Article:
Corralling the Customers

There’s little debating the sort of purchase Buffalo Bill Cody would make these days if he could ramble into one of the southwest Missouri corner stores that brandish his name.

“He seemed like a beef jerky kind of guy to me,” Curtis Jared, president and CEO of Cody’s Convenience Stores, said of the cowpoke-turned-entertainer who’s been on the underside of a daisy since 1917.

Of course that’s not to ignore the likelihood that Buffalo Bill, no matter what’s selling at Cody’s c-stores nowadays, would be mighty pleased to find the Rogersville, Mo., store that bore his name since the mid 1800s has blossomed into one of the mightiest c-store chains in this part of the state. 

In a trick not even Buffalo Bill himself could perform, Jared, 29, has managed to create a 36-store convenience chain out of a single store in less than seven years. 

“If you asked me five years ago if I’d had this many stores … I don’t know,” Jared said. “But the one thing I always say is, you can’t do it without good people around you, both in the office and in the stores. Without them, I’m nothing.”

The Legend of Cody’s

As the story goes, the first Cody’s store opened in Rogersville in the mid 1800s, and was named after the famous Buffalo Bill when he and his rodeo performers visited the town for a spell. It operated as a general store until 1924, when it was reshaped as something resembling a convenience store.

In 2002, Jared purchased the store through his position as vice president at CRW Properties. Inside of seven years, he has grown that single Rogersville store into a chain the Springfield Business Journal has recognized as one of Springfield’s best places to work.

New construction and major acquisitions in Cody’s history have contributed to its breakneck growth, including the purchase late last year of six bankrupt Express Lane stores and this year’s purchase of nine Snak Atak stores in Joplin, Mo. The chain currently has 36 stores, and has just opened a 10,000-square-foot travel center on a five-acre site in Springfield.

There are also plans to open a few more stores before year’s end.

According to the Business Journal, Cody’s posted revenues of $91.9 million last year, up from $30.6 million in 2006. The company has enjoyed a staggering 723% growth rate since 2005, but the success of the chain’s glory hasn’t been defined by physical growth alone.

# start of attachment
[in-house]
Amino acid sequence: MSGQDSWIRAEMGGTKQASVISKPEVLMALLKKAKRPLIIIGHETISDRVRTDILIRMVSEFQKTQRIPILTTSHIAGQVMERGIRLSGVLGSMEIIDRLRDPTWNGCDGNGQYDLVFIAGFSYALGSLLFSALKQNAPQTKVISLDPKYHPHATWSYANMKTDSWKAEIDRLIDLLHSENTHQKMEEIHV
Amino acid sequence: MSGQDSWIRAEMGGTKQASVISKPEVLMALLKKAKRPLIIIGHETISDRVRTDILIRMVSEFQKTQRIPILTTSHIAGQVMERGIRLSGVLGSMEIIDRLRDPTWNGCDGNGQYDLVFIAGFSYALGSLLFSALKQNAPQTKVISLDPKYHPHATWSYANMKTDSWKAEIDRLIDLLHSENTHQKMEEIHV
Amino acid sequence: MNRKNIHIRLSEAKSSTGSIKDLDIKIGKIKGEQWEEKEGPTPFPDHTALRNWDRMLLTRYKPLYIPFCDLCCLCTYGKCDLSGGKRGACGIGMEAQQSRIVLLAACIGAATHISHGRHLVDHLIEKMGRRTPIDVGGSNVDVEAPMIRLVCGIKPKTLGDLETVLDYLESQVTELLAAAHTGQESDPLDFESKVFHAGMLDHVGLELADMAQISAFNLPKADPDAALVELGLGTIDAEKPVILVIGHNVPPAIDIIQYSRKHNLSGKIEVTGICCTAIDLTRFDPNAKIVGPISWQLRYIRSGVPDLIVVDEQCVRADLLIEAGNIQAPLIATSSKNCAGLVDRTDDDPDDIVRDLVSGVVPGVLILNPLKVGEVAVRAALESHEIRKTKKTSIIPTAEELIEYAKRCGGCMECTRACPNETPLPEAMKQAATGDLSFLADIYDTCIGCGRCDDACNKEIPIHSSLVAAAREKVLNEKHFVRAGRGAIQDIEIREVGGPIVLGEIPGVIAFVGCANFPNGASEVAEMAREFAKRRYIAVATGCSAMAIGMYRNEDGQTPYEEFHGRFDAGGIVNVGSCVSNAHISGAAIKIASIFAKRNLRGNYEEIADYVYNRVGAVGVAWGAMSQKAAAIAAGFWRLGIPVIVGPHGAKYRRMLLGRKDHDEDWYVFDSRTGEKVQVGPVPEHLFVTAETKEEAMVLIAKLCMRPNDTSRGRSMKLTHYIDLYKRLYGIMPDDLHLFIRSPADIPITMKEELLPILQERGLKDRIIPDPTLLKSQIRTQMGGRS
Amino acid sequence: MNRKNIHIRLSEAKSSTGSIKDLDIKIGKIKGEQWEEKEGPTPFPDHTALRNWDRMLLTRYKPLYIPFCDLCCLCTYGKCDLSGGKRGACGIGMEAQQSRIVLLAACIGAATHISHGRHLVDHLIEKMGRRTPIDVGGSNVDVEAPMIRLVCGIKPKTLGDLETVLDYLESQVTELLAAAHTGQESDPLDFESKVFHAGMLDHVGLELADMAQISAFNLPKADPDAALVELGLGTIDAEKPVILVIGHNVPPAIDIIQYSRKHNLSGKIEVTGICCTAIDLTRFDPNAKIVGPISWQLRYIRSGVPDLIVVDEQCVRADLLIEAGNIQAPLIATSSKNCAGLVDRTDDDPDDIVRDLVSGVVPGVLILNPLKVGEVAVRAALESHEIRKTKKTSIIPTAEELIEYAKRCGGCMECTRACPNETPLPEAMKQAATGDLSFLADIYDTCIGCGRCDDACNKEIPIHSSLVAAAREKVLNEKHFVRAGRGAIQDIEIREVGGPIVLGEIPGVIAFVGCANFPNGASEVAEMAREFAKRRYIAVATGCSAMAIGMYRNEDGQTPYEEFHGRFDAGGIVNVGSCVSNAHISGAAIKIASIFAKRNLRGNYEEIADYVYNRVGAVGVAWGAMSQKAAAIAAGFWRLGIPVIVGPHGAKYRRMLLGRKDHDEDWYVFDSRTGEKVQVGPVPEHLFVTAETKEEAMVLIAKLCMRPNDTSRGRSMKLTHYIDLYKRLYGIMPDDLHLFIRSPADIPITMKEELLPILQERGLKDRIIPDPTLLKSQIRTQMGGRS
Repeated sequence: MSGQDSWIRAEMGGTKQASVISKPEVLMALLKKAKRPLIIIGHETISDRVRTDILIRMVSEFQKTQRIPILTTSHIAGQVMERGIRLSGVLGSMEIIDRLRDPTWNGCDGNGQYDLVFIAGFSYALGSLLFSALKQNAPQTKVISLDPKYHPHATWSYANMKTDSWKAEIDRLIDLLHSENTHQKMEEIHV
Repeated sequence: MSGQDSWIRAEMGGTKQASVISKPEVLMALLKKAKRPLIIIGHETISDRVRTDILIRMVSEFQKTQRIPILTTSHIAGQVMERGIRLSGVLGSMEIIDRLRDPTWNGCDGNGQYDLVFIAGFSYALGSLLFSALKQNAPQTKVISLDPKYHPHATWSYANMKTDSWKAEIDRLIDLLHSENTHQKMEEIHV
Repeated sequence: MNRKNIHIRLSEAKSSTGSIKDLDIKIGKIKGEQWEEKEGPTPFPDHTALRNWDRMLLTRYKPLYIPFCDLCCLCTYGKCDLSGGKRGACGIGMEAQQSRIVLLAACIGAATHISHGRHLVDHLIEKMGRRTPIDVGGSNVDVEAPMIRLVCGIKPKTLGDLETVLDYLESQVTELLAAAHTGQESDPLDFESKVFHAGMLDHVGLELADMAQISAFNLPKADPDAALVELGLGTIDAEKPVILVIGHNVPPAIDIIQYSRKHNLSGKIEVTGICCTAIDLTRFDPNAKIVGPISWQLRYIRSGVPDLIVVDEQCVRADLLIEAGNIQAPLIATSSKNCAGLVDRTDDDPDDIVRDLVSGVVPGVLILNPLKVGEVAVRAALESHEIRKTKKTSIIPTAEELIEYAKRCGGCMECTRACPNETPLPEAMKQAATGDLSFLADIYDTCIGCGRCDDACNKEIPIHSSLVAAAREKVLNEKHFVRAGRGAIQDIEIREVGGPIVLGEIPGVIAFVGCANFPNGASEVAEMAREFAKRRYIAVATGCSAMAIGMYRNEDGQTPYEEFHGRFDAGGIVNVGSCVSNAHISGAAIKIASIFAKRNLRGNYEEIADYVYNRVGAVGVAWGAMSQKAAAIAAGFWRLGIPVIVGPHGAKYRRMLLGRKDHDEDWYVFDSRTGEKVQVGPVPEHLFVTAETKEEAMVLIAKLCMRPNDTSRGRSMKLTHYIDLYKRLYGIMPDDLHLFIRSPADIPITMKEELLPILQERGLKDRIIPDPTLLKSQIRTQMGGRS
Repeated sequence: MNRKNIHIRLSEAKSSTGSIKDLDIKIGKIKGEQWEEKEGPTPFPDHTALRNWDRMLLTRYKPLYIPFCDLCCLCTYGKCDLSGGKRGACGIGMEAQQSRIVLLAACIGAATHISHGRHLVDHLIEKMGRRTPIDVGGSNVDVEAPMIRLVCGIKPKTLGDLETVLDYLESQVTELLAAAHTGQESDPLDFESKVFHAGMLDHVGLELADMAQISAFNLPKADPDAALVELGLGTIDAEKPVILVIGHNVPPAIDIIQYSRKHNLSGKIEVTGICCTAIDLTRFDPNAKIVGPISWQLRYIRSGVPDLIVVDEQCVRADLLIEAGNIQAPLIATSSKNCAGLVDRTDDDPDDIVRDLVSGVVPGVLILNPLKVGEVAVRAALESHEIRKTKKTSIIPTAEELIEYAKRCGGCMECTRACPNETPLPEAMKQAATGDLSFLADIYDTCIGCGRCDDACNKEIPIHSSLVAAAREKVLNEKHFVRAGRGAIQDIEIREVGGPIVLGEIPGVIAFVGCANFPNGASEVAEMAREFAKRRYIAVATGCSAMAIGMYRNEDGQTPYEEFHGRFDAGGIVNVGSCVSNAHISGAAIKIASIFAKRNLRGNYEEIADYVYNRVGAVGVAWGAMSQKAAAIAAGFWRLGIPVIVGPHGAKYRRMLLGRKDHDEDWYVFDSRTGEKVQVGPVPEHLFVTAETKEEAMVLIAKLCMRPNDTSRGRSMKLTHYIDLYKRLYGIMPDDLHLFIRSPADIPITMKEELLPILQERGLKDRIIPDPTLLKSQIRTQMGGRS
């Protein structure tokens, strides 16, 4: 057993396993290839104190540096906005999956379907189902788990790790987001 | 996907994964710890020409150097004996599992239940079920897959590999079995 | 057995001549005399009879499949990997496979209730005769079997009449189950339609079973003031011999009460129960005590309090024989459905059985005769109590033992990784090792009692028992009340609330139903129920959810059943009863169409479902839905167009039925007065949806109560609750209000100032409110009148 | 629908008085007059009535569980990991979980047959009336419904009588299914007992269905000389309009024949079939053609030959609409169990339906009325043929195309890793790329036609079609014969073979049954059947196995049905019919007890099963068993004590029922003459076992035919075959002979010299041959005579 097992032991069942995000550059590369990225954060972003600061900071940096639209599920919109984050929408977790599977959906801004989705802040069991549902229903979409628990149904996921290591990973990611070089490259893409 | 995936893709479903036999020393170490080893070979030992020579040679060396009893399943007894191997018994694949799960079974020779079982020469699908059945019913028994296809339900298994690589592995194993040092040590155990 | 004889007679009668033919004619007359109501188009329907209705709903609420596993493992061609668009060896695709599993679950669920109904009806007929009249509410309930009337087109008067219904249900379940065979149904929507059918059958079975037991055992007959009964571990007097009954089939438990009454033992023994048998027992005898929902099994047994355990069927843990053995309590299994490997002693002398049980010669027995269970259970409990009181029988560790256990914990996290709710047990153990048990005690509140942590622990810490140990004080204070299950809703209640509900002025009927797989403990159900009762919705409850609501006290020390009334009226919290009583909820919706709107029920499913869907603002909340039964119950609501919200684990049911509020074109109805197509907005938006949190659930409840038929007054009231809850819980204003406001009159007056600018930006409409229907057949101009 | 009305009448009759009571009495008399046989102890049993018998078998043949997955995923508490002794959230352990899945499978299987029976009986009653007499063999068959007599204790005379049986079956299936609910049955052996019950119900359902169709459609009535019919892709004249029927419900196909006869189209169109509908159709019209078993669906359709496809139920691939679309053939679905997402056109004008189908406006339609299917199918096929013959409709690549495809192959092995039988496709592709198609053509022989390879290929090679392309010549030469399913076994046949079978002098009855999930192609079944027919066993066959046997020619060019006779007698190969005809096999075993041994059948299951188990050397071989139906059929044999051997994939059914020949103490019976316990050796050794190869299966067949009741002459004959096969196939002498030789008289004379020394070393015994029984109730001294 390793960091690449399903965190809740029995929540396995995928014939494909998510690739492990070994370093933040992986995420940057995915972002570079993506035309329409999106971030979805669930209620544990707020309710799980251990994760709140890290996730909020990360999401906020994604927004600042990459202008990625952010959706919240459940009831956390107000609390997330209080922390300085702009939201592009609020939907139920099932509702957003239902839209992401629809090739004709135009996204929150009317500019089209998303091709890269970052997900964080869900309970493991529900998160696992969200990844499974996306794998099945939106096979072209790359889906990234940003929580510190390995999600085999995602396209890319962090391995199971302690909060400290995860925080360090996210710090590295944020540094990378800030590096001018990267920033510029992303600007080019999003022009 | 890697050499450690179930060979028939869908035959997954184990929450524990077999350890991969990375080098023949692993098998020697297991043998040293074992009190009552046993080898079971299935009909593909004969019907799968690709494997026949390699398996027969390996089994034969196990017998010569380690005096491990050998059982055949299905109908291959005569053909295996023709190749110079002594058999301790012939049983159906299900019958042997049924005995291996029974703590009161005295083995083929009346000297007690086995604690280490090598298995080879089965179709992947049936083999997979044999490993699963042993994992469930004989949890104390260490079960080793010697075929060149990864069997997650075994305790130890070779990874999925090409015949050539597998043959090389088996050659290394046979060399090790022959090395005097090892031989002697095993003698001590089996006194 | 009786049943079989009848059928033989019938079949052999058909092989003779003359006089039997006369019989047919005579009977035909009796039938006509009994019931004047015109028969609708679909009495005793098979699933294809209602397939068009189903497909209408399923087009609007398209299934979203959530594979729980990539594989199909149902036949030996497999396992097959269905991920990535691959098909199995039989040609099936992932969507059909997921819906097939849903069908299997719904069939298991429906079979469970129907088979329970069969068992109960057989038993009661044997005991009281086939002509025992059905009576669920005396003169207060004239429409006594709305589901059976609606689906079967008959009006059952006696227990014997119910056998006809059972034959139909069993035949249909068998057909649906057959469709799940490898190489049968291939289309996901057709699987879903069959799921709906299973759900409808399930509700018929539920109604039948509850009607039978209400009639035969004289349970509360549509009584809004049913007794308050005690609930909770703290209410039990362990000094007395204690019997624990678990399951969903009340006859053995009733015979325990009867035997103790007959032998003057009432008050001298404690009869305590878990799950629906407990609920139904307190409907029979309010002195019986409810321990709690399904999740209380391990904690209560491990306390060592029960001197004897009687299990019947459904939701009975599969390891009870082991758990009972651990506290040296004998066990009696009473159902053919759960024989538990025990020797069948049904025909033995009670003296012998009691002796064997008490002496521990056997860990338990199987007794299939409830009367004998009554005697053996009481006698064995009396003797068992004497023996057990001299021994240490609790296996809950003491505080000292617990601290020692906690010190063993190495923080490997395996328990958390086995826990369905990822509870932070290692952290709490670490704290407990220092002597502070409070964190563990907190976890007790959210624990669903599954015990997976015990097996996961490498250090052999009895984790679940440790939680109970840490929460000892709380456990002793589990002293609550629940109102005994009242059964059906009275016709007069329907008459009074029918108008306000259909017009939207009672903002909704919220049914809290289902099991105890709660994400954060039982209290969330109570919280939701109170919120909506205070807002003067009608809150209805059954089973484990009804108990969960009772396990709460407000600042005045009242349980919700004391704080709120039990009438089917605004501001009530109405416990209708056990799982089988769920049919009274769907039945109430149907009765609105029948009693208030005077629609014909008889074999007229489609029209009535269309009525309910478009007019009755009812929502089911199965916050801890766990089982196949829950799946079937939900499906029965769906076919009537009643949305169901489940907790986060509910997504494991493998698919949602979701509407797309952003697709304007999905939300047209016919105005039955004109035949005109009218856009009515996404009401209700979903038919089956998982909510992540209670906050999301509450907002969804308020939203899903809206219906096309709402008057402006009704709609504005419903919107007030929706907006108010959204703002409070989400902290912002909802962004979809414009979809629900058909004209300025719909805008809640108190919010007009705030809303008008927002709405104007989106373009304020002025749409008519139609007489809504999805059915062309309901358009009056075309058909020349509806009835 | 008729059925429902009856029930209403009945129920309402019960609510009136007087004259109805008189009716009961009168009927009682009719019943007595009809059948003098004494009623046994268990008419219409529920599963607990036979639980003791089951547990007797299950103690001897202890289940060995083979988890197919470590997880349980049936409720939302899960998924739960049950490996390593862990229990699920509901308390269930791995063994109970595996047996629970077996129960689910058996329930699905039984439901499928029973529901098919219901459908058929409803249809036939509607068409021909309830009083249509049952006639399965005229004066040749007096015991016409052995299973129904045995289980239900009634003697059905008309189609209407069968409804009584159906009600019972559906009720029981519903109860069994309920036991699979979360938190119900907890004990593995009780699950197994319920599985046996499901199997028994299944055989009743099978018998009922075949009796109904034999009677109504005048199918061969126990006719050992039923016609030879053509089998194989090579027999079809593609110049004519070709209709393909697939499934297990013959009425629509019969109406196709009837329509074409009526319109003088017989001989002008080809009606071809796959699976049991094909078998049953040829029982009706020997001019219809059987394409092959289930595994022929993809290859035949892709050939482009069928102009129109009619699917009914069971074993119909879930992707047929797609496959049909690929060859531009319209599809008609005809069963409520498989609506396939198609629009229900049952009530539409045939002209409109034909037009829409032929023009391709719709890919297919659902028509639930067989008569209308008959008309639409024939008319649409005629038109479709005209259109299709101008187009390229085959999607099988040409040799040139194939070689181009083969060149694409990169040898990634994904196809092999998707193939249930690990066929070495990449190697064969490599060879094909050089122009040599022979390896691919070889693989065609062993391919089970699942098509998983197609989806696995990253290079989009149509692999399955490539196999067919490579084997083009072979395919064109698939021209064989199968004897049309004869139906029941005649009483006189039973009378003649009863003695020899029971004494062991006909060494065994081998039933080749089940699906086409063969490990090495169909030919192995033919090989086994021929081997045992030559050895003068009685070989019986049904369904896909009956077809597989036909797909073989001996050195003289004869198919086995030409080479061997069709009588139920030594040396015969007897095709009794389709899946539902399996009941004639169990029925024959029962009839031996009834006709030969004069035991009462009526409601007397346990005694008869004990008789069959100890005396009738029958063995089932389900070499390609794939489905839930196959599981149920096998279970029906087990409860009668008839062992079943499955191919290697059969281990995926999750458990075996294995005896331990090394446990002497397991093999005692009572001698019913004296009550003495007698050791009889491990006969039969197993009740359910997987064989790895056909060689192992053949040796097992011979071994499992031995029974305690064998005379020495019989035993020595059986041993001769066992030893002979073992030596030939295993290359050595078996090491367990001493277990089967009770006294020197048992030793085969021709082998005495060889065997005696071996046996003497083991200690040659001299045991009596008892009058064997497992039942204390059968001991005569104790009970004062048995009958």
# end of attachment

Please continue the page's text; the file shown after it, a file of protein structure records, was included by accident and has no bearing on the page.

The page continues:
“We focus heavily on customer service and cleanliness,” said Jared, whose title recently shifted from executive vice president to president and CEO. “It’s probably one of the biggest things that people like about us, is we try to do things differently. If everyone’s doing this or that, we do something different.”

As a result, the chain avoids promotions that resemble anything offered by competitors. Instead of a passé buy-one-get-one promotion on a Pepsi product, for instance, Cody’s is now offering a month-long buy-one-get-two promotion as part of Mountain Dew’s “Dewmocracy” promotion.

“Buy one, get two free. You can’t beat that,” Jared said, adding that it creates a long-term effect where Cody’s customers drop by the store simply to check on new promotions. “You draw customers in and they constantly see this ‘too-good-to-be-true promotion,’ and it causes people  to think, ‘Huh, I wonder what Cody’s got going on today.’”

The chain recently began offering Broaster’s Chicken and Hot Stuff Foods, both of which Jared said are proving to be a draw for the foodservice program. It’s also one of the only c-stores in the southwest Missouri market to offer alternative fuel, including E85 pumps at three stores with two more scheduled for the near future.

“Lead by example, as the old saying goes,” Jared said. And never be satisfied with mediocrity. “We’re never happy. If you just stand still and say I’m happy with this … you’ll eventually fall behind. Yes, It’s good today … (but) how can we make it better tomorrow?”


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